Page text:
Mom Group Gives Swag Bags to Help Nursing Moms


Salud Heroes
Share On Social!

After Nikki Van Strien delivered her first son in Mesa, Ariz. (30.5% Latino), she realized the discharge package given to all new moms by the hospital could undermine a woman’s breastfeeding goals by pushing formula. She wanted to do something to support breastfeeding moms immediately after delivery.

In 2011, Van Strien and some other moms developed the AZ Breastfeeding Bag Project to provide all new breastfeeding mothers with a bag filled with educational material and breastfeeding supply samples. They became a non-profit and recruited volunteers and donations to reach new mothers birthing in the hospital, birth center, or home.

Breastfeeding Rates Low in Arizona

Nikki Van Strien, a new mom in Mesa, Ariz., wanted to connect with other moms for support. She joined a local group she found through Facebook.

Through them, Van Strien learned more about the benefits of breastfeeding for both mothers and babies. These include reducing the risk of infectious diseases, asthma, atopic dermatitis, childhood leukemia, diabetes, obesity, and sudden infant death syndrome for babies. For mothers, breastfeeding reduces the risk of diabetes and estrogen-related cancers, according to state stats.

The American Academy of Pediatrics recommends exclusive breastfeeding for about 6 months, with continuation of breastfeeding for one year or longer.

In fact, one of the Department of Health and Human Services Healthy People 2010 goals was to increase the proportion of mothers who breastfeed their babies at six months to 50%.

Unfortunately, rates of Arizona mothers who breastfeed their babies at six months were among the lowest in the nation at 37.4%. In 2010, one quarter of breastfed infants in Arizona were given formula before 2 days of age.

Rates of children age 0-5 breastfed for six months.
Source: Salud America!

Currently, the Healthy People 2020 objectives are to increase the proportion of infants who are breastfed at six months to 60.6%.

Van Strien and her Facebook group wanted to do more to support other breastfeeding moms. They asked themselves what might be helpful for breastfeeding moms, what do breastfeeding moms need to know, and what resources do breastfeeding moms need to find in the community.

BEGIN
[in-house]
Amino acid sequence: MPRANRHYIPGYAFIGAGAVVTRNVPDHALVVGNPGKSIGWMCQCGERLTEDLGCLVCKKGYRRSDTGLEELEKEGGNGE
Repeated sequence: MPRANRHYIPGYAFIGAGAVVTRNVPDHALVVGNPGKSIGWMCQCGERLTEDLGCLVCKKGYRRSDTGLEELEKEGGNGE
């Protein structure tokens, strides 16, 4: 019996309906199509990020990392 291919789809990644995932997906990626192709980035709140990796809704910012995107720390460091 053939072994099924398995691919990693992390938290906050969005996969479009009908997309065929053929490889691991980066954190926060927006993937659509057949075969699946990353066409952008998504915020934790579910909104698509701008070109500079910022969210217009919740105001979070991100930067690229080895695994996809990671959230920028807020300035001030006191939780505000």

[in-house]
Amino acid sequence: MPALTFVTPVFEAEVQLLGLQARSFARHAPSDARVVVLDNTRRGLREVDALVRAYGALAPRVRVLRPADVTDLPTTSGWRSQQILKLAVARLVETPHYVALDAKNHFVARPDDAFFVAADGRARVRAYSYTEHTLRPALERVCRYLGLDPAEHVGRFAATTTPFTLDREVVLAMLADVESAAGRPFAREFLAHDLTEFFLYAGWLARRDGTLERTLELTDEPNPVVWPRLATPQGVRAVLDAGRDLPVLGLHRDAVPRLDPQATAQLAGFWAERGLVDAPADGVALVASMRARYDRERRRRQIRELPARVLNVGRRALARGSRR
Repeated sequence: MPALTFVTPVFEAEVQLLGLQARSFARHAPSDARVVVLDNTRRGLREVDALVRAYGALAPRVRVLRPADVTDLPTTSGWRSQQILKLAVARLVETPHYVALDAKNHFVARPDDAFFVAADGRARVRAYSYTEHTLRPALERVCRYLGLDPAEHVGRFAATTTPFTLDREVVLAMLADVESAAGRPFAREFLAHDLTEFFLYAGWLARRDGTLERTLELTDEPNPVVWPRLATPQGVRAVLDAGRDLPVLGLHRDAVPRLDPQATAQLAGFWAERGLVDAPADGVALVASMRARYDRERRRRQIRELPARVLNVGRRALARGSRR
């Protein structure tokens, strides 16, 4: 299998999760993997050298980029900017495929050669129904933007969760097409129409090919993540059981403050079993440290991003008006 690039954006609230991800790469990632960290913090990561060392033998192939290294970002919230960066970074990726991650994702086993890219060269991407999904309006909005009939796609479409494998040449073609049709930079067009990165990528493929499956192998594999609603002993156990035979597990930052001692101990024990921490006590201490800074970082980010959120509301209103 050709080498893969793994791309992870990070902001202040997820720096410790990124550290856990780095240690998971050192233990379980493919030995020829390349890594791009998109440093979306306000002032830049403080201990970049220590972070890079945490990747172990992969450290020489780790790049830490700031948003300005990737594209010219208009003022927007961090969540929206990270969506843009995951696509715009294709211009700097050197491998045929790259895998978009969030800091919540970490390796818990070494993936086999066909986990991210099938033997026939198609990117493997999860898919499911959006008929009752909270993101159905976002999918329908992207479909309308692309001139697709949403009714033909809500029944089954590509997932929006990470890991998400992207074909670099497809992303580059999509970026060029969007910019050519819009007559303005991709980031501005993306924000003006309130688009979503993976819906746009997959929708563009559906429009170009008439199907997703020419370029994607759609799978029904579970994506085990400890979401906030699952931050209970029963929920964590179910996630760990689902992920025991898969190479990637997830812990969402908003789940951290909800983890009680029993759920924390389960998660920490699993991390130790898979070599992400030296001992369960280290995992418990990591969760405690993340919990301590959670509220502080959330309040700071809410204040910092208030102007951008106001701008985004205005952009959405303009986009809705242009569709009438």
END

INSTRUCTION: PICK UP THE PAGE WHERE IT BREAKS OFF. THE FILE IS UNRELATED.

They decided that breastfeeding support, education, and information immediately after delivery, for moms in the Phoenix area (40.8% Latino), would be the most beneficial. In many hospitals, discharge bags for new mothers contain free samples from infant formula manufacturers to build brand loyalty; however, formula samples may undermine women’s efforts to breastfeed, and breastfeeding rates may improve when hospitals deemphasize the use of formula.

According to a 2015 Research Review on Latino Kids and Healthy Weight, nine of 13 studies demonstrated lower breastfeeding rates among women who had received hospital discharge packs containing formula samples or coupons than those who didn’t.

Mom Explores Breastfeeding Bags

In 2011, Van Strien and her Facebook group researched “breastfeeding bag” projects and found one in Oregon that gave them a model to follow.

ban-the-bag-statesA few years earlier, Portland, Ore., became the first city in the country to have both public and private hospitals ban formula samples in discharge packs. The Breastfeeding Coalition of Oregon was inspired and supported by “Ban the Bag” a national campaign to stop formula-company marketing in maternity hospitals.

“Mothers who want the free formula can request it from the formula companies, but hospitals should market health and nothing else,” Amelia Psmythe, executive director of the Nursing Mothers Counsel of Oregon wrote in the 2007 press release announcing Portland’s efforts to ban the bag.

Van Strien contacted the Breastfeeding Coalition of Oregon and they gave her advice on some of the steps she should take to start a similar organization in Arizona. They told her about getting nonprofit status, setting up communications and social media channels, and fundraising.

See a list of bag-free hospitals and birth centers across the country.

Rather than ban formula samples, Van Strien and her team wanted to provide bags with valuable supplies and information to support breastfeeding moms, like disposable or reusable nursing pads, breastmilk storage bags, nipple cream, diapers, coupons, and locations and schedules for postpartum yoga classes and lactation classes. They decided to call themselves the AZ Breastfeeding Bag Project.